Bollywood Piracy: Fighting Technology with Technology
There is no doubt that Bollywood has suffered at the hands of piracy, but the battle appears to have moved to cyberspace in recent times. A report by Mybangalore suggests that Bollywood’s latest strategy is to deploy an innovative, yet dubious, weapon against torrents in particular.
Perhaps this is a deliberate departure from the poorly conceived Hollywood strategy of clubbing together several defendants in a single suit, It has been reported that the producers of Peepli Live (starring Amir Khan) have engaged a Bangalore-based software to fight its cause after it emerged that up to 300 different websites were hosting a pirated copy of the movie, within hours of the movie being released. The strategy is simple – issue take down notices to such sites, and in case they refuse, it begins DDoS attacks , which are generally used to prevent access to a website or service on the internet. In some cases, it could result in the destruction of data or crash the website indefinitely.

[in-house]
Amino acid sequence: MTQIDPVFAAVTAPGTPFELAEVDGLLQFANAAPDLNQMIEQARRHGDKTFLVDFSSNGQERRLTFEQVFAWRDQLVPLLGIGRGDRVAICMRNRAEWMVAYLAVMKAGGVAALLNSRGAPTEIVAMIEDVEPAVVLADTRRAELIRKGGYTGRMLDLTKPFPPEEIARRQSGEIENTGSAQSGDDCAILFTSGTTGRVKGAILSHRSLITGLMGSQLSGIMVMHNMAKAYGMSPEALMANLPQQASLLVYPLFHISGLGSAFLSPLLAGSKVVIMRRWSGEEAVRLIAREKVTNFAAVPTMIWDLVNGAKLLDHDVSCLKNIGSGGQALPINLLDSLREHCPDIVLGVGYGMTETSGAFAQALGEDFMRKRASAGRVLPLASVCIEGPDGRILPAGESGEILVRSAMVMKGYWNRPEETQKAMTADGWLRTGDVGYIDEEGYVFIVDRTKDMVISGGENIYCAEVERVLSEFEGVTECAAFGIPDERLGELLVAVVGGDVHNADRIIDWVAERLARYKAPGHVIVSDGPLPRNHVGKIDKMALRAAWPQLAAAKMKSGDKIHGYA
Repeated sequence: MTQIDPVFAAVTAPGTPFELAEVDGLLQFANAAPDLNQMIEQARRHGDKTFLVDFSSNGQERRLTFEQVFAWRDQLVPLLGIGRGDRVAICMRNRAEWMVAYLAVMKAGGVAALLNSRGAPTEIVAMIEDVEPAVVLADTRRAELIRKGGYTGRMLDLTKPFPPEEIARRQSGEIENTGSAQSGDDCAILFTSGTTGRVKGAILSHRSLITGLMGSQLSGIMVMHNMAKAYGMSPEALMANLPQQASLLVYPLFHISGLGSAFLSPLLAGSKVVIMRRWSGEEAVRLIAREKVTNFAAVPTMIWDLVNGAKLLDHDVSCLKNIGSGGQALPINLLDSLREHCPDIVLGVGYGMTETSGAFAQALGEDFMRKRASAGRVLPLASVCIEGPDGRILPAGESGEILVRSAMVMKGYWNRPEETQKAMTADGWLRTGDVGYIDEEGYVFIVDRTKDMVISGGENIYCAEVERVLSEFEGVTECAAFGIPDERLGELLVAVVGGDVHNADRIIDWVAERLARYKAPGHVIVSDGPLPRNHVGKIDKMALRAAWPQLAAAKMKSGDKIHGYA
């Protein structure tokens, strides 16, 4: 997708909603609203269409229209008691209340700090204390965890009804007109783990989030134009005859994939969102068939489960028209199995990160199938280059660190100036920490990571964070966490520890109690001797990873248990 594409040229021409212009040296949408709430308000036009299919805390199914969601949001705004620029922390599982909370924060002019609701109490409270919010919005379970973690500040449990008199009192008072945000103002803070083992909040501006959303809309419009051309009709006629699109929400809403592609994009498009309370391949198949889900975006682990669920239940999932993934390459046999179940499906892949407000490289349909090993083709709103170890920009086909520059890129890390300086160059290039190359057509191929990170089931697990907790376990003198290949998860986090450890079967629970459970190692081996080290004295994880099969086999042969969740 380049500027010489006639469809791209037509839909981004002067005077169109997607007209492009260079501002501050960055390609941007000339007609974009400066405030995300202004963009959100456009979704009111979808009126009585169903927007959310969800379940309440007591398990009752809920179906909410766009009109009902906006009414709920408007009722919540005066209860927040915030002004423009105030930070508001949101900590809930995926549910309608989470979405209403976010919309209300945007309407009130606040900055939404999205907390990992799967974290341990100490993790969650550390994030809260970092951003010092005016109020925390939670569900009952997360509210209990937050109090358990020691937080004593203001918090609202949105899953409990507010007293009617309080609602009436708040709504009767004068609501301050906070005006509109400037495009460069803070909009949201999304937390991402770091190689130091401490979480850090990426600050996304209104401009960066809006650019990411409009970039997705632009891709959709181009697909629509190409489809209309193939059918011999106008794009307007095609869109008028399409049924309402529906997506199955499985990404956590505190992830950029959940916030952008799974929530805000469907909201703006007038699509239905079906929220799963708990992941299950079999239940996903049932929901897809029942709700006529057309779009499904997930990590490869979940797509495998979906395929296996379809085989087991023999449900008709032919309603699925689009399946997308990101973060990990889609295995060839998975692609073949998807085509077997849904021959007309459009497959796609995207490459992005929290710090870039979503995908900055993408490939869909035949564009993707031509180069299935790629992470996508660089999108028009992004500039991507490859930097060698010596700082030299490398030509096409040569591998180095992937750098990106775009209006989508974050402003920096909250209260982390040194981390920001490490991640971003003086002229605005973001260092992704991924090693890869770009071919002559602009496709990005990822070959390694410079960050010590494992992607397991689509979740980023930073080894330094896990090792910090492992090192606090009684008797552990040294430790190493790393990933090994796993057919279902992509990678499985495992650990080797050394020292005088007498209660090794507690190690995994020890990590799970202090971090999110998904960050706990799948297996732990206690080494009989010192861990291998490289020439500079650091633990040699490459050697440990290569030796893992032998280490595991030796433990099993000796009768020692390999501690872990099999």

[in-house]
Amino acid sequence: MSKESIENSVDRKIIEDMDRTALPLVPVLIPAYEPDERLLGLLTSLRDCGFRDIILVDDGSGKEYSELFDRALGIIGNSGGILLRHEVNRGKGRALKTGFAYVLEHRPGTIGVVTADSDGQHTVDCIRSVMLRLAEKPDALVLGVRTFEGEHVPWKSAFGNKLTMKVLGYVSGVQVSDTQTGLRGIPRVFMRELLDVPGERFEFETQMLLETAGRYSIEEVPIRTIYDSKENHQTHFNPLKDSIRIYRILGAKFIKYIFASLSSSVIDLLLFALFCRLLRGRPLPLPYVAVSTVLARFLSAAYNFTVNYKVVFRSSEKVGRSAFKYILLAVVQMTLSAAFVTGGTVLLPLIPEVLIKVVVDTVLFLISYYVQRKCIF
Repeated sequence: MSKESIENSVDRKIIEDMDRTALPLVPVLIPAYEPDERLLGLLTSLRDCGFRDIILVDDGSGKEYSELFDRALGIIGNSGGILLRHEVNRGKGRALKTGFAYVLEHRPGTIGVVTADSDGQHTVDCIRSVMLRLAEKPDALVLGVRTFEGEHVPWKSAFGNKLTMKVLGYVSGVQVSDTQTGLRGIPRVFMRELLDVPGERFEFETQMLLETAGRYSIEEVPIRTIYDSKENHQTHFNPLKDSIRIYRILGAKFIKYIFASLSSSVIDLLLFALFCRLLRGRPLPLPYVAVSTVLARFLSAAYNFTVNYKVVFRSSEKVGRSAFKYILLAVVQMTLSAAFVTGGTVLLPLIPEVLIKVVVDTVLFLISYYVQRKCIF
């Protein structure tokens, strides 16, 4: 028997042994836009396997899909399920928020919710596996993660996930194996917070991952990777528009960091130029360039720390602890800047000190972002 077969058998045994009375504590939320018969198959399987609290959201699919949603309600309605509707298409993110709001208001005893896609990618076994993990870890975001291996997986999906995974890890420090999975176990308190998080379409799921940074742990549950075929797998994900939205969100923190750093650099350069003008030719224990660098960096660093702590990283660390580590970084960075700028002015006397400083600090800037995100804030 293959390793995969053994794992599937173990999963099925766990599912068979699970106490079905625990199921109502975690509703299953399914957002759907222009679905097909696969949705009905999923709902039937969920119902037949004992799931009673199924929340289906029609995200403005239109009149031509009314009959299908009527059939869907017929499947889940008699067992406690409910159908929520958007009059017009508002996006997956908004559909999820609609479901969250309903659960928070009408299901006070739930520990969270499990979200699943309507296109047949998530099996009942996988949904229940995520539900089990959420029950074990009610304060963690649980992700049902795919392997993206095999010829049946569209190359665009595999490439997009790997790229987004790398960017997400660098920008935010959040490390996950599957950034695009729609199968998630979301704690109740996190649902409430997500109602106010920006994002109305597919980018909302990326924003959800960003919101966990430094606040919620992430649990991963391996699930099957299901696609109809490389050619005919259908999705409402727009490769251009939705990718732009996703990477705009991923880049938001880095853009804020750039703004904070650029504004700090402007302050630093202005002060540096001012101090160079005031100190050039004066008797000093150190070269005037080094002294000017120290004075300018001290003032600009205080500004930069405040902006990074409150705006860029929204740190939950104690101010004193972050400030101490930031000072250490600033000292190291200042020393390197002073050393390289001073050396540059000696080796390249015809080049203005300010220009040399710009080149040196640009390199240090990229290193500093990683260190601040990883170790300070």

As stated in the article, this may not be entirely legal. For example, under Section 43(1) of the IT Act, anyone who ‘destroys, deletes or alters any information residing in a computer resource, or diminishes its value or utility,’ must pay compensation. Besides the civil action, there are criminal penalties contemplated under Section 66 of the Act. It states that if the act under Section 43 are committed dishonestly or fraudulently, it can result in imprisonment for up to three years. Terms ‘dishonest and fraudulent’ have not been defined, but their meaning can be drawn from other laws and judicial decisions. However, it appears the firm may find it hard to argue an honest intention, when there already exists a legal procedure under Section 79 the IT Act (despite its ambiguities).
All this just goes to show that the issue of piracy and the liability for internet companies in relation to copyright claims needs to be addressed immediately. Well, unless we want ‘online vigilante justice’ to be the norm.
This post was first published on SpicyIP.
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